Interview with JOHN STEVENS 1
Q: When did you begin calligraphy, and what inspired you to do so?
I started calligraphy in 1979-1980. Letterforms have always held fascination for me in some way. When I was young, I was interested in music, art and "cool" letterforms were everywhere, like the album art of my favorite musicians, for example. After teaching myself guitar and working in several rock n' roll bands, (a common thing to do back then) I got tired of the nightlife and bars and decided to pursue the other side of my interest: visual art. (I was playing in bars at 15-16 years old in evenings and not able to get up for school the next day)
My plan was to go to art school while working in the daytime. This plan got diverted when my father met a "sign writer" who had a sign making business. I interviewed with him and went to work as an apprentice for a year or so. I was a very quick study (with a great teacher, Anthony Perner) and I generally liked making signs, making letters and designing them, but I wanted something more. I didn't know it, but I wanted to design. I liked being a "designer-maker" ¹ which, before our age of specialization, was how everything was done.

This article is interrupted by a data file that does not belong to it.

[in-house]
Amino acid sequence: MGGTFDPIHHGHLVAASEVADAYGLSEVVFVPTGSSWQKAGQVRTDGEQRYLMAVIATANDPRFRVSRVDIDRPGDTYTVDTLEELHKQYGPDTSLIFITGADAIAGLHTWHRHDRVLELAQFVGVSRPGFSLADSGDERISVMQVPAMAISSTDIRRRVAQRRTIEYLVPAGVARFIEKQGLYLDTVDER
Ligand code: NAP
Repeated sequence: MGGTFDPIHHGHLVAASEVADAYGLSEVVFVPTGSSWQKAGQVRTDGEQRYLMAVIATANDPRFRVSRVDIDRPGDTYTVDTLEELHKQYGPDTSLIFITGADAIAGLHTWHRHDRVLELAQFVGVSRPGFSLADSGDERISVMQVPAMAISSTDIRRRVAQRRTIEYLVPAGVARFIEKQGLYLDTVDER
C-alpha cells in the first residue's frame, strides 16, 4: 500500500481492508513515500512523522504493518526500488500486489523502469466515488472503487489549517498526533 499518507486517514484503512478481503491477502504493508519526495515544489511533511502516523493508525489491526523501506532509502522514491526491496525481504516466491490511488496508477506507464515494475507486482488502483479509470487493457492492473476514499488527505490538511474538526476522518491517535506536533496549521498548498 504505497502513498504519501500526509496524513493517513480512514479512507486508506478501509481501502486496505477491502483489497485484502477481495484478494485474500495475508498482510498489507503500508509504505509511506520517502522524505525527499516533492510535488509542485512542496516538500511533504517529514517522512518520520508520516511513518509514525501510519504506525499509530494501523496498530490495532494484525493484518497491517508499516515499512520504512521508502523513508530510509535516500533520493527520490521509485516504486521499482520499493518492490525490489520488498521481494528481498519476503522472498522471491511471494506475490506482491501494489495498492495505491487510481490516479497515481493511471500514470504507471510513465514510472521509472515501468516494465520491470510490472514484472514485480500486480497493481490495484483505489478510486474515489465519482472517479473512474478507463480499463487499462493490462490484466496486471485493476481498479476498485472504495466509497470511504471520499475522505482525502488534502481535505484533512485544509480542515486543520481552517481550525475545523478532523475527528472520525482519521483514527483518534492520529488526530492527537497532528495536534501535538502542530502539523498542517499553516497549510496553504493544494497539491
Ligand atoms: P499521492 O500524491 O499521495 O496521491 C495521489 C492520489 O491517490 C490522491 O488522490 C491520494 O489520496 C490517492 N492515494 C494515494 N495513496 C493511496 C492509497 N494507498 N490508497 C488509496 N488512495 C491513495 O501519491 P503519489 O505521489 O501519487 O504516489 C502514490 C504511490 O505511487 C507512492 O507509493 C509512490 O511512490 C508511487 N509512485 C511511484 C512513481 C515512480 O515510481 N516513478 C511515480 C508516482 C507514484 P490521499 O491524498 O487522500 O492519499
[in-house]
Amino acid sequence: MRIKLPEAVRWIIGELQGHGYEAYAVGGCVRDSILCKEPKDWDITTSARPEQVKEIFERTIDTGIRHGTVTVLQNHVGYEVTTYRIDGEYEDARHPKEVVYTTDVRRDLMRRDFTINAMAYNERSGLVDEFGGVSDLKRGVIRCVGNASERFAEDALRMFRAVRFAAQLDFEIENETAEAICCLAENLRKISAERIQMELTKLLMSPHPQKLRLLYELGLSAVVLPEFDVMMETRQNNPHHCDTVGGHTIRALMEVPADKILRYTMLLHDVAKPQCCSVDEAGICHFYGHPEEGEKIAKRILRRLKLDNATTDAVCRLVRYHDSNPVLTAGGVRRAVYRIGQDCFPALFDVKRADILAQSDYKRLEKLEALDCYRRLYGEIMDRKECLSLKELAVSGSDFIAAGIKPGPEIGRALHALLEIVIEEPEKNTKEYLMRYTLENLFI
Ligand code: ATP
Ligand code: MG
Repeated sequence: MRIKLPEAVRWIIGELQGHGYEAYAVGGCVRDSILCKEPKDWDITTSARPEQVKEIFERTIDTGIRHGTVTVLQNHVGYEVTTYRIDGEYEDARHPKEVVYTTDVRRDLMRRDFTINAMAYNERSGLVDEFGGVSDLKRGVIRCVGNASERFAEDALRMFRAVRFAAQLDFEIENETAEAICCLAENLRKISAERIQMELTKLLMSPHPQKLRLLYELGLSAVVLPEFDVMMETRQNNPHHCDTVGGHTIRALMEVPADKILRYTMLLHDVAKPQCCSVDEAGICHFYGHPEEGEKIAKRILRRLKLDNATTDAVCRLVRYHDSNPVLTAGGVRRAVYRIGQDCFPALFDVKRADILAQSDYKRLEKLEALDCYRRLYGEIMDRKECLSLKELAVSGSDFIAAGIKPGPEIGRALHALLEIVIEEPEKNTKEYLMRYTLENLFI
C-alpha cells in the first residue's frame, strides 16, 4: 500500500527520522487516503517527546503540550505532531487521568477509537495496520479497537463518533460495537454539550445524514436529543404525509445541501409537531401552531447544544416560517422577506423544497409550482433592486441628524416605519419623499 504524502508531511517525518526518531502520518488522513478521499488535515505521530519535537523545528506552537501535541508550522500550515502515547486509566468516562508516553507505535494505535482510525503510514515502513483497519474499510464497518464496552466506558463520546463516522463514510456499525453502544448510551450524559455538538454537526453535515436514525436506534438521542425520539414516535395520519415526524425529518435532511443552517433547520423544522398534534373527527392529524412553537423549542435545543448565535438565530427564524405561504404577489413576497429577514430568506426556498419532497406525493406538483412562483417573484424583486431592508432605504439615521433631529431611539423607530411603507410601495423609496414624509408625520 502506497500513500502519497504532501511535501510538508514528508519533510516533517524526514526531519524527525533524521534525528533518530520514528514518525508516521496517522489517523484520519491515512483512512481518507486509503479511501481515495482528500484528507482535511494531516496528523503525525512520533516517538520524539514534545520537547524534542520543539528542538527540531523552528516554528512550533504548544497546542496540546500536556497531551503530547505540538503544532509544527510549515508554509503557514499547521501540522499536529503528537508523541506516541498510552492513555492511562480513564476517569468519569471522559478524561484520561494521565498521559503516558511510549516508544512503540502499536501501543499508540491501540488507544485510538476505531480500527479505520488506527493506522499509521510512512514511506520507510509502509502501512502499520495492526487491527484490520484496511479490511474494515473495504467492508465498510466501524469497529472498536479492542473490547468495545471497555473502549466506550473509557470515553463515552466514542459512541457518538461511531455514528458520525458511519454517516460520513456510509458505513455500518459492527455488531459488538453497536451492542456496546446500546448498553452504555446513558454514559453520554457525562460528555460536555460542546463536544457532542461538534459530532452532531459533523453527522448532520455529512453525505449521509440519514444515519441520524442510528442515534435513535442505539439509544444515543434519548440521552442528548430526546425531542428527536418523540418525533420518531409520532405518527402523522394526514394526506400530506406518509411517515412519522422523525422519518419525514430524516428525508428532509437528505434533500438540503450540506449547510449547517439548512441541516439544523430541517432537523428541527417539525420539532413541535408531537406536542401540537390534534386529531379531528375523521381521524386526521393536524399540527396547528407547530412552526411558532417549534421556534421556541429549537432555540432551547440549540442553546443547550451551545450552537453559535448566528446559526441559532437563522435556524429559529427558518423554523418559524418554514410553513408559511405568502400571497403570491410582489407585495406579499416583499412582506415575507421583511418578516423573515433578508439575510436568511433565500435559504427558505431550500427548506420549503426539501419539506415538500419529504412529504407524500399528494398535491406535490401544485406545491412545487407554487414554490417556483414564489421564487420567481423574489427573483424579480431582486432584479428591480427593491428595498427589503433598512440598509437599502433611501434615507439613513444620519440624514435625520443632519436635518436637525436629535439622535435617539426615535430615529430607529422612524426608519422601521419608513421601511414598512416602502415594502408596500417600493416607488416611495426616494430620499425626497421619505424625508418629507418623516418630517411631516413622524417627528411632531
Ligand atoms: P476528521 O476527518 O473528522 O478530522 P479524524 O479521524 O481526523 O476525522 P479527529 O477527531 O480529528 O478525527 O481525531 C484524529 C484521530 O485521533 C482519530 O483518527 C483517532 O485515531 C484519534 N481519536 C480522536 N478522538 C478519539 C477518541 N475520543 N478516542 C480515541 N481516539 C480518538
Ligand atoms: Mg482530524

I could say, looking back, that my real love of letterforms began there.
I was drawn to calligraphy by reading many, many books on type, calligraphy, letterform design, visual design and art history /theory. I read Edward Johnston, Fr. Edward Catich (who used a brush like I did), and each new book led me to the next. I was also very interested in visual design; I read many books on the subjects of design and visual literacy. I enjoyed learning about all of these various facets and putting them to use. I was not always sure how I was going to apply them. There was a parallel with music theory, which was helpful in my ability to understand design theory. At this time of my life, I had an ideal setup: I became freelance and I worked several days in the sign-business and had enough free time to pursue calligraphy and even to incorporate it into my work.
* Leonardo DaVinci 1983 Various pens / media and colored pencil on Canson paper. This work started out as a poster design for a printing company but was put aside unfinished. I pulled it out and finished it several years later for a solo exhibition in 1991. The texts are excerpts dealing with knowledge-theory vs. experience. The words expressed some feelings I had at that time about teachers, especially in lettering and design.
* Bernhardt Bed Illustration: This is one of a series I did for them. Watercolor on paper using pens of various types: Broad-edged and ruling pens.